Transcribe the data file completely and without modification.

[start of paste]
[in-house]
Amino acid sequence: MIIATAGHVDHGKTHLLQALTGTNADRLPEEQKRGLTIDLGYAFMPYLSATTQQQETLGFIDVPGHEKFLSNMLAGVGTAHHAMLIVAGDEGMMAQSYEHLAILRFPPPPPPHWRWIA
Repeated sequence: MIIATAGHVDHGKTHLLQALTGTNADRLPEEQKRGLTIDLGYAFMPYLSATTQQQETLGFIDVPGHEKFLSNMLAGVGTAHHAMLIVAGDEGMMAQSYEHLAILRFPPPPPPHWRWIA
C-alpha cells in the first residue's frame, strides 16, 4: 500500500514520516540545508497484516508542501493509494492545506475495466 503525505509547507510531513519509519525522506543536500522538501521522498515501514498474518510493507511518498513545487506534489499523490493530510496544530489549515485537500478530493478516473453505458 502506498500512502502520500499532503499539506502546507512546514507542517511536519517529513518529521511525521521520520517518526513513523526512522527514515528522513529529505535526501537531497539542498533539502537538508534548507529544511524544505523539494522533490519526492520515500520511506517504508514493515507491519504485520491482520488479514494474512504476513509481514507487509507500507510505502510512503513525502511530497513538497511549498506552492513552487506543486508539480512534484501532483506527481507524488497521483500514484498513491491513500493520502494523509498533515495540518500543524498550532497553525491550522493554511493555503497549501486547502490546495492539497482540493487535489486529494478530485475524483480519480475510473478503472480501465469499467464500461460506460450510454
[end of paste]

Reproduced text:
[in-house]
Amino acid sequence: MIIATAGHVDHGKTHLLQALTGTNADRLPEEQKRGLTIDLGYAFMPYLSATTQQQETLGFIDVPGHEKFLSNMLAGVGTAHHAMLIVAGDEGMMAQSYEHLAILRFPPPPPPHWRWIA
Repeated sequence: MIIATAGHVDHGKTHLLQALTGTNADRLPEEQKRGLTIDLGYAFMPYLSATTQQQETLGFIDVPGHEKFLSNMLAGVGTAHHAMLIVAGDEGMMAQSYEHLAILRFPPPPPPHWRWIA
C-alpha cells in the first residue's frame, strides 16, 4: 500500500514520516540545508497484516508542501493509494492545506475495466 503525505509547507510531513519509519525522506543536500522538501521522498515501514498474518510493507511518498513545487506534489499523490493530510496544530489549515485537500478530493478516473453505458 502506498500512502502520500499532503499539506502546507512546514507542517511536519517529513518529521511525521521520520517518526513513523526512522527514515528522513529529505535526501537531497539542498533539502537538508534548507529544511524544505523539494522533490519526492520515500520511506517504508514493515507491519504485520491482520488479514494474512504476513509481514507487509507500507510505502510512503513525502511530497513538497511549498506552492513552487506543486508539480512534484501532483506527481507524488497521483500514484498513491491513500493520502494523509498533515495540518500543524498550532497553525491550522493554511493555503497549501486547502490546495492539497482540493487535489486529494478530485475524483480519480475510473478503472480501465469499467464500461460506460450510454